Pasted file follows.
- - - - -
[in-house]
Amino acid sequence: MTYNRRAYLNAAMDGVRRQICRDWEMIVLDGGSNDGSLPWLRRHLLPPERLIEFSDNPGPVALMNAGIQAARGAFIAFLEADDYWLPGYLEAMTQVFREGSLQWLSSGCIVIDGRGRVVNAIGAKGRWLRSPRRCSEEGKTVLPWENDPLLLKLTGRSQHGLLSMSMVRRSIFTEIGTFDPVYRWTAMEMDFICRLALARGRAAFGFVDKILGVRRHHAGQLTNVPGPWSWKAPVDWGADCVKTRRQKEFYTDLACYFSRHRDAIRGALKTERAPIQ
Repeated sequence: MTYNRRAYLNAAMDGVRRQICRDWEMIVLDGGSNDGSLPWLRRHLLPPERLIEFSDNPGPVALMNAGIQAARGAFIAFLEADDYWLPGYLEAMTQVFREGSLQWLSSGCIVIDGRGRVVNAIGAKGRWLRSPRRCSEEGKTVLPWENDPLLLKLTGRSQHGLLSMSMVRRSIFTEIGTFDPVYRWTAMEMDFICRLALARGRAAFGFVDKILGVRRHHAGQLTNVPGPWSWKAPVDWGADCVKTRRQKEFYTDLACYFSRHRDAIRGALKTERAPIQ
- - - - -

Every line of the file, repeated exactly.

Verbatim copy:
[in-house]
Amino acid sequence: MTYNRRAYLNAAMDGVRRQICRDWEMIVLDGGSNDGSLPWLRRHLLPPERLIEFSDNPGPVALMNAGIQAARGAFIAFLEADDYWLPGYLEAMTQVFREGSLQWLSSGCIVIDGRGRVVNAIGAKGRWLRSPRRCSEEGKTVLPWENDPLLLKLTGRSQHGLLSMSMVRRSIFTEIGTFDPVYRWTAMEMDFICRLALARGRAAFGFVDKILGVRRHHAGQLTNVPGPWSWKAPVDWGADCVKTRRQKEFYTDLACYFSRHRDAIRGALKTERAPIQ
Repeated sequence: MTYNRRAYLNAAMDGVRRQICRDWEMIVLDGGSNDGSLPWLRRHLLPPERLIEFSDNPGPVALMNAGIQAARGAFIAFLEADDYWLPGYLEAMTQVFREGSLQWLSSGCIVIDGRGRVVNAIGAKGRWLRSPRRCSEEGKTVLPWENDPLLLKLTGRSQHGLLSMSMVRRSIFTEIGTFDPVYRWTAMEMDFICRLALARGRAAFGFVDKILGVRRHHAGQLTNVPGPWSWKAPVDWGADCVKTRRQKEFYTDLACYFSRHRDAIRGALKTERAPIQ